He was inducted as a University of Alabama College of Engineering Distinguished Fellow in 2010. Chronister also was the recipient of the 2011 U.S. Army Presidential Rank Award as a Distinguished Executive, the 2011 Secretary of the Army Award for Diversity and Leadership and the 2010 Secretary of the Army Award for Small and Disadvantaged Business Utilization.

Chronister’s greatest, most-prized accomplishments are those associated with leading and mentoring many personnel throughout his career and having the blessing of the positive impact of thousands of soldiers and civilians in his life, each and every one of which having assisted him in becoming the selfless civil servant he has desired to become.

Chronister credits and shares all of his accomplishments with his family: wife, Susan, sons Keith and Kyle, daughter Kelly Davis and her husband, Robert, and parents Eugene and Earnestine Chronister. Chronister resides in Athens with his wife.

From his prominent military career to his leadership in corporate management, James M. Hoskins made significant advances in our nation’s defense programs. Hoskins, chief executive officer and chairman of the board at Scitor Corp., made a name for himself as an engineer and is considered a valuable asset to the intelligence community.

Hoskins graduated from Auburn University with a degree in electrical engineering in 1981. After graduation, he embarked on a distinguished career in the U.S. Air Force as an intelligence officer, ultimately achieving the rank of major. His government and military experience include key assignments at the Air Force Cryptologic Depot, the National Security Agency, the National Reconnaissance Office and the Central Intelligence Agency.

During his tenure, he was nationally recognized for directing several innovative studies of large-scale national space programs guiding the strategic thrusts and future development of some of the nation’s most important national collection architectures.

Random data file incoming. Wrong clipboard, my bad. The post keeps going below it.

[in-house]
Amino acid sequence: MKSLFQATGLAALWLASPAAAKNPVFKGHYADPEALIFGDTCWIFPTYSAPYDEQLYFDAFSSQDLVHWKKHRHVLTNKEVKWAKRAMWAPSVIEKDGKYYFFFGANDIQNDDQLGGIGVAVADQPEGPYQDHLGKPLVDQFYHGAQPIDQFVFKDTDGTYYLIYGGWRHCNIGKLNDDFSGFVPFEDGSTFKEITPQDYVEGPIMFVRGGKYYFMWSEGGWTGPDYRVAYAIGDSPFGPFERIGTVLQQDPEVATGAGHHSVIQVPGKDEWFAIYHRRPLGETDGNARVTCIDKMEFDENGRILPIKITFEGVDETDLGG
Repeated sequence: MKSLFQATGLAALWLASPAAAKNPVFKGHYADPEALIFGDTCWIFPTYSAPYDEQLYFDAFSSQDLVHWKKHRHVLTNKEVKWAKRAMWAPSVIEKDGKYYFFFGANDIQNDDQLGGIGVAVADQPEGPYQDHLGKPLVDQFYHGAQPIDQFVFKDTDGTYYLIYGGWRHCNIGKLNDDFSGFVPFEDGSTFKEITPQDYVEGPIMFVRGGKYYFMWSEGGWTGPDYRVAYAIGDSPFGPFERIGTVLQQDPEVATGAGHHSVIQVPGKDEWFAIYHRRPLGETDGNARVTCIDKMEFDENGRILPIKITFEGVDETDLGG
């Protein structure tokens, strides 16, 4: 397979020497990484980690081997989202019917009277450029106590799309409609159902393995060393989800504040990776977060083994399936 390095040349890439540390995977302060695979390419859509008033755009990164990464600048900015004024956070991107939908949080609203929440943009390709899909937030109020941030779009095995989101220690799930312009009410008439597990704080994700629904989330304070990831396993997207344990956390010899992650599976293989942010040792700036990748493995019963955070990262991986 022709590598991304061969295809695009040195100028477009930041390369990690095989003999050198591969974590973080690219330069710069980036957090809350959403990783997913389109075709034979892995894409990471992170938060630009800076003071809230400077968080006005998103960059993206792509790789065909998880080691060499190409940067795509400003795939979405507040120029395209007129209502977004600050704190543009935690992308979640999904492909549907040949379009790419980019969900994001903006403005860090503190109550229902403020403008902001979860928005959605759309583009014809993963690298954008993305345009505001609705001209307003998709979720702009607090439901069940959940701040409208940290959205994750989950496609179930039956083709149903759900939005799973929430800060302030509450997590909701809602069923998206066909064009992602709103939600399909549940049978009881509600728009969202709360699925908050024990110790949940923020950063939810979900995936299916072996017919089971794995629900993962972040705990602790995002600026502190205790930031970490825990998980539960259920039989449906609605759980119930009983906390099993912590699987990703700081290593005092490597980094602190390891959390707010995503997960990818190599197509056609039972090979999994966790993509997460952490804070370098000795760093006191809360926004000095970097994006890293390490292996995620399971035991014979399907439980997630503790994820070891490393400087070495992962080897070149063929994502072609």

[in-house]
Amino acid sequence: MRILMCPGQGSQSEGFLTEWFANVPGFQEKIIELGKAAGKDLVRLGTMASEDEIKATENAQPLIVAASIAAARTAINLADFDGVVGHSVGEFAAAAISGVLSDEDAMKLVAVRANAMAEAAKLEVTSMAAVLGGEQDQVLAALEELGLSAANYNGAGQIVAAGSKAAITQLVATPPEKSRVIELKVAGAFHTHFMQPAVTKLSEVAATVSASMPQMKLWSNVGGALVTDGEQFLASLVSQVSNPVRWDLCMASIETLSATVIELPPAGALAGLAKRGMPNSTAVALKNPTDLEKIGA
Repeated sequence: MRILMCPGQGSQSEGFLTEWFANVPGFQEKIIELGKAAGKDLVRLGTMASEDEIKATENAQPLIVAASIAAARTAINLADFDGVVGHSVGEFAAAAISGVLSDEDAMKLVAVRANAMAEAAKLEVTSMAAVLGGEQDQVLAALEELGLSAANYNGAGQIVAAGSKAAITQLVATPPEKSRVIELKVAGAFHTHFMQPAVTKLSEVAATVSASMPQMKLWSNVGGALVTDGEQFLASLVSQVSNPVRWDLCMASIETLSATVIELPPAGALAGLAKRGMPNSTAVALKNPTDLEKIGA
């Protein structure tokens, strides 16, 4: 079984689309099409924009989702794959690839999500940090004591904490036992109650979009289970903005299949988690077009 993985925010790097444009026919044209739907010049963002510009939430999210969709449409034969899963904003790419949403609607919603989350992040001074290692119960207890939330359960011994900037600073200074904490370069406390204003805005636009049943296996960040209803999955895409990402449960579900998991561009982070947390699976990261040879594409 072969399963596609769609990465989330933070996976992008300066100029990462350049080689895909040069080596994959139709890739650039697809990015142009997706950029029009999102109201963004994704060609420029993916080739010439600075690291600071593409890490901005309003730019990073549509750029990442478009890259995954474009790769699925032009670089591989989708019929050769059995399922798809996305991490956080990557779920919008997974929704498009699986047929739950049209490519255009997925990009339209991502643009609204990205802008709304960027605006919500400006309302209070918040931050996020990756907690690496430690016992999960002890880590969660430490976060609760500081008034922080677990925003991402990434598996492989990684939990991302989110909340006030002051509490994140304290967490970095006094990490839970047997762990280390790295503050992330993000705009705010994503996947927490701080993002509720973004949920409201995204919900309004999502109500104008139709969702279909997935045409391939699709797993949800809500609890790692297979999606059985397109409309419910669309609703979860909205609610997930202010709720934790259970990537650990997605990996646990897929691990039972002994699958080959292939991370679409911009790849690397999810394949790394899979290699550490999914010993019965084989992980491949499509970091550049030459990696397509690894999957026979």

Hoskins participated in several national-level commissions, including serving as a principal drafter of the 1992 Woolsey Blue Ribbon Panel Report lauded by Congress. In recognition of his many contributions to the intelligence community, he received the Distinguished Intelligence Service Medal from the director of central intelligence, the Bronze Medallion from the director of the National Security Agency and two Defense Superior Service Medals from the secretary of defense.

In 1994, Hoskins joined Scitor Corp., one of the nation’s leading providers of engineering services to the intelligence community, as director of special projects. He quickly advanced in the company becoming president, chief executive officer and chairman of the board. His vision, leadership and experience were a significant factor in growing Scitor’s annual revenue from $16 million to more than $600 million today with more than 1,400 employees.

Additionally, Hoskins was the architect, strategist and leader of a major company restructuring that resulted in moving headquarters and company operations from California to Virginia, leading the way to making Scitor Corp. a 100 percent employee-owned company.

Scitor’s growth and success are a testament to Hoskins’ leadership and expertise. The organization received several awards including recognition from Inc. magazine as a national grand champion for customer satisfaction, the MCI Positive Performer Grand National Award, the Companies as Responsive Employers Award and a top 10 placement on the Fortune magazine list of Best Companies to Work for in America.